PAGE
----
Associate Director of Internal Medicine Residency
St. Vincent Indianapolis
Good Samaritan Health Clinic is the medical arm of Good News Ministries, which is a Christian organization that also includes a rescue mission for homeless men, a transitional housing program for homeless families, a child development program for poor and single-parent families, and a summer camping program for inner-city boys ages 13 to 17. Good News Ministries is nondenominational and has as its ultimate goal to help needy individuals and families achieve independent living with a reliance on God.
Good Samaritan Health Clinic provides preventive and primary care services to poor and uninsured children and adults. There is a clinic manager and a receptionist but all other professional services are provided by volunteer physicians, nurse practitioners, nurses and pharmacists at no cost to patients. Subsidized laboratory services are available and a simple pharmacy is stocked with donated products and a core formulary of subsidized, purchased medications. In partnership with local organizations (Indiana Department of Health, Immunization Registry Program, Marian University and IUPUI nursing programs, Little Red Door Cancer Agency, and many more), a wide range of services are available to patients.
I have been volunteering at Good Samaritan Health Clinic for about four years and have found it an important way to help patients who cannot afford primary health care elsewhere. Patricia Camano is a skilled clinic manager with a heart for service, and our patients are consistently thankful for the compassionate care they receive from the volunteer medical staff.
Those interested in volunteering at Good Samaritan Health Clinic should contact Patricia Camano at firstname.lastname@example.org. Or one can call Good News Ministries at 317-638-2862 and the operator can transfer calls to the Clinic receptionist. There is a special need for physicians to see adult patients and Ms. Camano can be flexible in scheduling appointments to accommodate volunteer availability. Even if potential volunteers are unsure whether Good Samaritan Health Clinic is the place for them, they are welcome to visit and explore the options without commitment.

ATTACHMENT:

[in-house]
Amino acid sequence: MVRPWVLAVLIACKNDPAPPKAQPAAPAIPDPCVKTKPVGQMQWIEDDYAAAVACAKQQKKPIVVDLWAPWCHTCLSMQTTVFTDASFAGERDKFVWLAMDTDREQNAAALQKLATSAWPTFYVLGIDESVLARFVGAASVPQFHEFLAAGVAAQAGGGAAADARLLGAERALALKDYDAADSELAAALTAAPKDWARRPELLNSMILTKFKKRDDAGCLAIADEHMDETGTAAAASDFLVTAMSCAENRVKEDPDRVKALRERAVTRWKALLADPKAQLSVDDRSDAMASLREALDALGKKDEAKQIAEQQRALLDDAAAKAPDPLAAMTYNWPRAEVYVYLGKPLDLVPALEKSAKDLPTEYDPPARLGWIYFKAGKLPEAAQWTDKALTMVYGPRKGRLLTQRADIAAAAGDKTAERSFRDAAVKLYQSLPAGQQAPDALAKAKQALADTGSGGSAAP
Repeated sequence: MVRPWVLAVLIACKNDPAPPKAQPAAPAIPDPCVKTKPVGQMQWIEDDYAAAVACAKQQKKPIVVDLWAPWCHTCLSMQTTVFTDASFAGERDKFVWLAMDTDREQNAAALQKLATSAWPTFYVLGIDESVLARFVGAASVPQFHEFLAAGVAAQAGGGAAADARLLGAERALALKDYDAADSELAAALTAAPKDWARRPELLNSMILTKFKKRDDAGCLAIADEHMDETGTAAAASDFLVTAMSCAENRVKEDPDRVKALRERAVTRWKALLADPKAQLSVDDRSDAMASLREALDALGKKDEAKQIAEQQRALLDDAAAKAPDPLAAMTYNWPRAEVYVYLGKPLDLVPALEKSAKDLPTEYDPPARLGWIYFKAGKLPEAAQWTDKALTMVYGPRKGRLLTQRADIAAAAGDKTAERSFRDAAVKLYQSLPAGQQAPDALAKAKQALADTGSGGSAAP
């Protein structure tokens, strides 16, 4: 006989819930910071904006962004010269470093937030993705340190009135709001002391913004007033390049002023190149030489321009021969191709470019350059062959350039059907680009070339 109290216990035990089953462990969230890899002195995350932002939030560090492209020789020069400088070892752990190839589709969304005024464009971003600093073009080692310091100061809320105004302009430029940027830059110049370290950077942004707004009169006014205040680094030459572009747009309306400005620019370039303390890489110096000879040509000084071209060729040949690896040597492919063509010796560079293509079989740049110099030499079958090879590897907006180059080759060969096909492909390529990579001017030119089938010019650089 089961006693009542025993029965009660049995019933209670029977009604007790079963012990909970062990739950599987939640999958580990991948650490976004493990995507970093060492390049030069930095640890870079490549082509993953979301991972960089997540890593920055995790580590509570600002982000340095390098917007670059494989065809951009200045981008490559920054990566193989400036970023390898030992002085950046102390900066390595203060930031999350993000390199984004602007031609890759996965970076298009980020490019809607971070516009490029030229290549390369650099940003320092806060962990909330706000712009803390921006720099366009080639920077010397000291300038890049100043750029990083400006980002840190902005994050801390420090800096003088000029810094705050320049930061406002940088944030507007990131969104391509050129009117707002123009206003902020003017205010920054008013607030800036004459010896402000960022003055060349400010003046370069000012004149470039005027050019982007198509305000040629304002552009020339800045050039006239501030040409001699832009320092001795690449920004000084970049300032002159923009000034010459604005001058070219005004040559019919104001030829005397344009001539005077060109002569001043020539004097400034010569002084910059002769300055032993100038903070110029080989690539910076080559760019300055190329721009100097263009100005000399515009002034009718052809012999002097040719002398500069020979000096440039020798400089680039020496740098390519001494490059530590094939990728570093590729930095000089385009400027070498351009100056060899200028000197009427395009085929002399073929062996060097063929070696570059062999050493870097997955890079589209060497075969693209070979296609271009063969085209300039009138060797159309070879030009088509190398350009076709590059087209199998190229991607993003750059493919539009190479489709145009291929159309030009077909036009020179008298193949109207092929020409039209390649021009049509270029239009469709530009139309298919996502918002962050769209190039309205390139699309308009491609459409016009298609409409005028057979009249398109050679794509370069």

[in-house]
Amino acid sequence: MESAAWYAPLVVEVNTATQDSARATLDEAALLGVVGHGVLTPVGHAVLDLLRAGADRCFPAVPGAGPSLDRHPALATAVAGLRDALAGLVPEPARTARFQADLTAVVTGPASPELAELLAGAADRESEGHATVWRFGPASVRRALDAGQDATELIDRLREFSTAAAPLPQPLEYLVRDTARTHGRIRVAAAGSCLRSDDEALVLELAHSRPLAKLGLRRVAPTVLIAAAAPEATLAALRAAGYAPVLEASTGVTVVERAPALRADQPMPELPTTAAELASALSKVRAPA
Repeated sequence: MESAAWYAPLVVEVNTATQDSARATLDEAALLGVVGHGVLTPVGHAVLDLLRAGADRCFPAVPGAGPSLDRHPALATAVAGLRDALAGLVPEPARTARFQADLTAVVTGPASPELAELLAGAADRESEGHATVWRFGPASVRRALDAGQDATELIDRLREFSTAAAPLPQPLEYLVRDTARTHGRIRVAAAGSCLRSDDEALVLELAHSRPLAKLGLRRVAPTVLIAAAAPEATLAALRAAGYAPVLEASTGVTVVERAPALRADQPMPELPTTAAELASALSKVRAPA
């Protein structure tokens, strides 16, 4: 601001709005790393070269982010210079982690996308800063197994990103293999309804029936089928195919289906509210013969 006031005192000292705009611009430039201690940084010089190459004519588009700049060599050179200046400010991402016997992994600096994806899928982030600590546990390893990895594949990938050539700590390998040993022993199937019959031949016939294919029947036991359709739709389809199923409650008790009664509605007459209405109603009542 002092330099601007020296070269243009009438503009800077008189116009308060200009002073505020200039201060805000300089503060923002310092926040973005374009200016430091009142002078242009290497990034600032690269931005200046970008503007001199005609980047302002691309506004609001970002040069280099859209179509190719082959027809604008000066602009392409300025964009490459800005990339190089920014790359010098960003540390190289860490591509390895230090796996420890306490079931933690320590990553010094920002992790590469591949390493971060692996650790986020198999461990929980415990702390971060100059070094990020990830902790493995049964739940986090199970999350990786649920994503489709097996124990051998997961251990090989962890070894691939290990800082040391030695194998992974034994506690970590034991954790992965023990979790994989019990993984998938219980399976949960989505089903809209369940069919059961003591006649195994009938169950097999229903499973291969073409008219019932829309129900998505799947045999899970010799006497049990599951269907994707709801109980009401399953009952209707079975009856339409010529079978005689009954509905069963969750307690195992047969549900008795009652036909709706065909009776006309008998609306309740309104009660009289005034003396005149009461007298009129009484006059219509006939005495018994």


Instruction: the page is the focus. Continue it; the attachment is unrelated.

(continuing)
Good Samaritan Health Clinic
11 Eastern Ave.
Indianapolis, IN 46201
By Missy Tuck, Outreach and Education Coordinator
St. Vincent Bariatric Center of Excellence
My Global Orphan Foundation trip to the Democratic Republic of the Congo was life-changing. While I have traveled to more than 30 countries, the energy and the people of the Congo were different than anything that I had ever experienced in this world.
I was asked to travel to help implement a medical nutrition program for orphans in a slum in Kinshasa. The pilot location was in an orphanage called COLK, the home for approximately 120 orphans ranging from 1 month to 19 years.
The travel team included the director of the Global Orphan Foundation (GOF), a GOF board member/ adoptive mom with twins from the Congo, a physician and me…a public health worker. I had helped create a program that would not only treat malnutrition, but also prevent malnutrition. This included not only food resources, but also educational resources and micronutrient resources to combat the many precursors to malnutrition. Because childhood illness is a contributing cause to acute malnutrition, our goal was to provide aggressive and early management of sanitation, hygiene and health programs (i.e. diarrhea, malaria prevention). This was to augment the management of acute malnutrition in the orphans we served.
Our days were spent “in clinic,” screening all the orphans. We used Doctors Without Borders Mid-Upper Arm Circumference (MUAC), height, weight and other biometric indicators to access all the orphans. From there, we categorized those with severe and moderate acute malnutrition and put them on a “treatment plan.” This includes the utilization of high nutrient dense food products called Plumpy Nut for older kids and F-100 formula for infants. There were four orphans we screened who were taken to the hospital due to the severity of their condition. Two of the orphans had arm circumferences of only 112 mm! Another nine had acute infections that required antibiotic treatment.
From here, we met with the orphanage workers, the local Congolese pediatrician and nurse. We asked for their input…what would work, what was a reasonable expectation, what they saw daily, where the most need was, etc. Our goal was to create a successful partnership and establish trust for the best long-term outcomes. We wanted to make sure they knew we were their partners and that together, we could improve the lives of the orphans we were serving.